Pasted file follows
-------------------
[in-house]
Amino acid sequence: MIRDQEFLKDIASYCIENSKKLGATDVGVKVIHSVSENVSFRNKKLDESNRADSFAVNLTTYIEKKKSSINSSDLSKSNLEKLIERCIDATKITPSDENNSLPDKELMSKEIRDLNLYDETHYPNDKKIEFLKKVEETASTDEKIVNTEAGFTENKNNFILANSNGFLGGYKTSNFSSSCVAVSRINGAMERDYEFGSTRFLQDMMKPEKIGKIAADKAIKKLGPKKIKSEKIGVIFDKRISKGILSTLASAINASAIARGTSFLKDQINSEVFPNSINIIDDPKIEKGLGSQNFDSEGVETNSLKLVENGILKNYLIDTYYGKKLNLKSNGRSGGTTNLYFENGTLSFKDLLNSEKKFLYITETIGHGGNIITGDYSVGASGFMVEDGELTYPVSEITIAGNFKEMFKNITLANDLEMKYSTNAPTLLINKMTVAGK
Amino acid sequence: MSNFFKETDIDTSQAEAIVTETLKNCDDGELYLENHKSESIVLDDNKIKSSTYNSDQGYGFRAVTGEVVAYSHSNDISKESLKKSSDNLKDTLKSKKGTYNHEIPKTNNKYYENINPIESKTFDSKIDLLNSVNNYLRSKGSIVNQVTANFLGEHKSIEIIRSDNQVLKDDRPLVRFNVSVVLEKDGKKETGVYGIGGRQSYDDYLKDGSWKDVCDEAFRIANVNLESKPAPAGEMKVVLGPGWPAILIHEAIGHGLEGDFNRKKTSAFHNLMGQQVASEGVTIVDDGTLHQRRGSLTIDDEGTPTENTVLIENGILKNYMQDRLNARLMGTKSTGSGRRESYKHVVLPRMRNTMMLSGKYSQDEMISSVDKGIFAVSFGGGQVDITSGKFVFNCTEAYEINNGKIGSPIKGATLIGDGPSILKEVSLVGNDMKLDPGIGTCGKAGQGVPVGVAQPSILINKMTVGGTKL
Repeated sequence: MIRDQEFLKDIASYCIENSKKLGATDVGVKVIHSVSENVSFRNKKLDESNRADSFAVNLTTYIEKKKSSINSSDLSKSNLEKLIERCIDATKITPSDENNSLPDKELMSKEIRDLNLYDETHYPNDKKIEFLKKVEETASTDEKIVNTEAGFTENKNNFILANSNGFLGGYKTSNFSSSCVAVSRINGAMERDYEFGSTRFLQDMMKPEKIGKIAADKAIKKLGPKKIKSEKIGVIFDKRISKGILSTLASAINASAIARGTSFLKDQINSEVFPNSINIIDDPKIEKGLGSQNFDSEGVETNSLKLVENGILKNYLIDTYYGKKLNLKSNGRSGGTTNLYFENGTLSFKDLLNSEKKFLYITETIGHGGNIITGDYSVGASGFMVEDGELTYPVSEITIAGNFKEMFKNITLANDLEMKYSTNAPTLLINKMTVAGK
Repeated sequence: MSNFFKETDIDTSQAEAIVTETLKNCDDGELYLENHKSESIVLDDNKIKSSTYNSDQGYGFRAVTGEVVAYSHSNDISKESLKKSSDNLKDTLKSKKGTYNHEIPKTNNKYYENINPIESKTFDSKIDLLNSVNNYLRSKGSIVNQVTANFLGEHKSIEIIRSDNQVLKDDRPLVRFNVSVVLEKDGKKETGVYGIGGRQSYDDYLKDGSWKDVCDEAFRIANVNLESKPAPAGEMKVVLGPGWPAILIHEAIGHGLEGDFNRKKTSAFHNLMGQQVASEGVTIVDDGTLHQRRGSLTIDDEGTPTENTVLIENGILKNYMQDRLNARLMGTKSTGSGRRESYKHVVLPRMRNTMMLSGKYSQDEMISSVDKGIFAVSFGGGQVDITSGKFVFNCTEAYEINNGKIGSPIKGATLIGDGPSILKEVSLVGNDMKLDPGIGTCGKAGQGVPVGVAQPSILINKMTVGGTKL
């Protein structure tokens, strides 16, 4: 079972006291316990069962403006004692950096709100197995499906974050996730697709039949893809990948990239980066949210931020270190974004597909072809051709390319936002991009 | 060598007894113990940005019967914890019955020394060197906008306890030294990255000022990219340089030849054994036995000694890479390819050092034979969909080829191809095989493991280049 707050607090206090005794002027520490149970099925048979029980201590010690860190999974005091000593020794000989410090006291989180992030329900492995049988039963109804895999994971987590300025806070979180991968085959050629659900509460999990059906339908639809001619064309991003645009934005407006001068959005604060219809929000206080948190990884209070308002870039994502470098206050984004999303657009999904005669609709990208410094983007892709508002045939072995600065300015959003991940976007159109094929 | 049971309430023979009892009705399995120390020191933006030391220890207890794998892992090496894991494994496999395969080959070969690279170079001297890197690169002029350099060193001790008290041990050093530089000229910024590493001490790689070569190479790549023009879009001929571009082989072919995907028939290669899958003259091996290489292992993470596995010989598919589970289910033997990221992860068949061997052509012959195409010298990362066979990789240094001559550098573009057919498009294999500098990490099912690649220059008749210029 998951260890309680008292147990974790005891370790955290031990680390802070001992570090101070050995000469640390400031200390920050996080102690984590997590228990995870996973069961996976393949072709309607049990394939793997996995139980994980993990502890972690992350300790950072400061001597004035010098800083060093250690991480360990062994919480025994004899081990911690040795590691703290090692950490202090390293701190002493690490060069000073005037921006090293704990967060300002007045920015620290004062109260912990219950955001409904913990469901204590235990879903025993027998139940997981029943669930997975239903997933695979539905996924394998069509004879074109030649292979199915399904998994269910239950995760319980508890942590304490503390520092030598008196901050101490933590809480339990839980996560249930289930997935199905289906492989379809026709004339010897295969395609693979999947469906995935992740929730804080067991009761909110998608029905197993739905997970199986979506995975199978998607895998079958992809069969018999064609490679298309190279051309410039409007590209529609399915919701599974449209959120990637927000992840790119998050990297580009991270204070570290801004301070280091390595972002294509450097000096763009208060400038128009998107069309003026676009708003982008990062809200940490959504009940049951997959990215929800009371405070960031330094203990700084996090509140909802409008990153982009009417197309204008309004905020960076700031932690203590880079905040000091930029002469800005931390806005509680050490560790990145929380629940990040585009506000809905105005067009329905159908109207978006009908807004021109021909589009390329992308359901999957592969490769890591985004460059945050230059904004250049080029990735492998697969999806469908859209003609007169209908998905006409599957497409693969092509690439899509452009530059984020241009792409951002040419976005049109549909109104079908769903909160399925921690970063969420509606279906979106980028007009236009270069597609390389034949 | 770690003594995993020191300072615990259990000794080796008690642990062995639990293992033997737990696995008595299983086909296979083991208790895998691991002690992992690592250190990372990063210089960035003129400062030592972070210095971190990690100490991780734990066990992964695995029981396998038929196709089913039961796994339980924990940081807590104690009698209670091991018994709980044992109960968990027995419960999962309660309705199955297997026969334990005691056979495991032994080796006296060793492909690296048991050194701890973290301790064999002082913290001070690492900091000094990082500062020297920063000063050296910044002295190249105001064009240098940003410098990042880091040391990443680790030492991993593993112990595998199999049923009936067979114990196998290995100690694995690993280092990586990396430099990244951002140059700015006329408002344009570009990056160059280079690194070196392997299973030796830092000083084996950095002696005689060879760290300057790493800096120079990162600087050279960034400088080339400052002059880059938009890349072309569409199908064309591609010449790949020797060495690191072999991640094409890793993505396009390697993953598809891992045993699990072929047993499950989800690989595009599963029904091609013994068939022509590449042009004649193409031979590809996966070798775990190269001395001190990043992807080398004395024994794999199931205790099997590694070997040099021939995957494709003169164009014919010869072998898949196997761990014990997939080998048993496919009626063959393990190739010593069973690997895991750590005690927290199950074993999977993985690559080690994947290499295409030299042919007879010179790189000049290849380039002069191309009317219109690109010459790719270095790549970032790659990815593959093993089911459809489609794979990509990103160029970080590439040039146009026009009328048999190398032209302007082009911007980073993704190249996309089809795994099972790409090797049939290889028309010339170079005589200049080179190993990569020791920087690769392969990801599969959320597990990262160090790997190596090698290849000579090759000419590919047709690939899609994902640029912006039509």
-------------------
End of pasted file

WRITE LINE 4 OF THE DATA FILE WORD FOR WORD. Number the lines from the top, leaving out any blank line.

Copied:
Repeated sequence: MIRDQEFLKDIASYCIENSKKLGATDVGVKVIHSVSENVSFRNKKLDESNRADSFAVNLTTYIEKKKSSINSSDLSKSNLEKLIERCIDATKITPSDENNSLPDKELMSKEIRDLNLYDETHYPNDKKIEFLKKVEETASTDEKIVNTEAGFTENKNNFILANSNGFLGGYKTSNFSSSCVAVSRINGAMERDYEFGSTRFLQDMMKPEKIGKIAADKAIKKLGPKKIKSEKIGVIFDKRISKGILSTLASAINASAIARGTSFLKDQINSEVFPNSINIIDDPKIEKGLGSQNFDSEGVETNSLKLVENGILKNYLIDTYYGKKLNLKSNGRSGGTTNLYFENGTLSFKDLLNSEKKFLYITETIGHGGNIITGDYSVGASGFMVEDGELTYPVSEITIAGNFKEMFKNITLANDLEMKYSTNAPTLLINKMTVAGK